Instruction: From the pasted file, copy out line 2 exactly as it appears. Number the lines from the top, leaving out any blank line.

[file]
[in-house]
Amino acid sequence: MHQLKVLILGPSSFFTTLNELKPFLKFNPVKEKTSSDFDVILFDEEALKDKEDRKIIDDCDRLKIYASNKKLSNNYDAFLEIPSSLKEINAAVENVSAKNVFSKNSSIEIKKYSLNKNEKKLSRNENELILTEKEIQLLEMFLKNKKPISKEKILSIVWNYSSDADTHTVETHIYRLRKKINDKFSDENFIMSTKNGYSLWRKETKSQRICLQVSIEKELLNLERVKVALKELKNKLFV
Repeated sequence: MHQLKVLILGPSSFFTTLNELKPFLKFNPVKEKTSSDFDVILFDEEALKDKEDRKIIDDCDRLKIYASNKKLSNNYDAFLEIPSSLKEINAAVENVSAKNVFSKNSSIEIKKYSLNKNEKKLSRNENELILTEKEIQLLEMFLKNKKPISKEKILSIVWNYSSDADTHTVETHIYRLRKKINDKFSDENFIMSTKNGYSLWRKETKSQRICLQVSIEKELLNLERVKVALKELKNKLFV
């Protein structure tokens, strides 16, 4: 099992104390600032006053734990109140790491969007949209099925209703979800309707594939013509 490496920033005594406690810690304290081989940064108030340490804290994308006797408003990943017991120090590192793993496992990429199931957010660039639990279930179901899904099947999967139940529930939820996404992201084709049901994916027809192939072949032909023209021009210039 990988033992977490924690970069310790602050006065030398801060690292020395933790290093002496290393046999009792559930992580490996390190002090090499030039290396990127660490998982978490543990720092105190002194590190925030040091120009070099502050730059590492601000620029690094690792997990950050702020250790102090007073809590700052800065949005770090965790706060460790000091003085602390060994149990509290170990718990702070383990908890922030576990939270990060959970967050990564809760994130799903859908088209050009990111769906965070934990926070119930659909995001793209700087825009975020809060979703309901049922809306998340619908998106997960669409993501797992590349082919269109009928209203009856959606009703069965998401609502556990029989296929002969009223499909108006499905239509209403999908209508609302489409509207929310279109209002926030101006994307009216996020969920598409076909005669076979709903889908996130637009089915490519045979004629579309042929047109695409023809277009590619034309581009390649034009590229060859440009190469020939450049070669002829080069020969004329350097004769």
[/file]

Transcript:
Amino acid sequence: MHQLKVLILGPSSFFTTLNELKPFLKFNPVKEKTSSDFDVILFDEEALKDKEDRKIIDDCDRLKIYASNKKLSNNYDAFLEIPSSLKEINAAVENVSAKNVFSKNSSIEIKKYSLNKNEKKLSRNENELILTEKEIQLLEMFLKNKKPISKEKILSIVWNYSSDADTHTVETHIYRLRKKINDKFSDENFIMSTKNGYSLWRKETKSQRICLQVSIEKELLNLERVKVALKELKNKLFV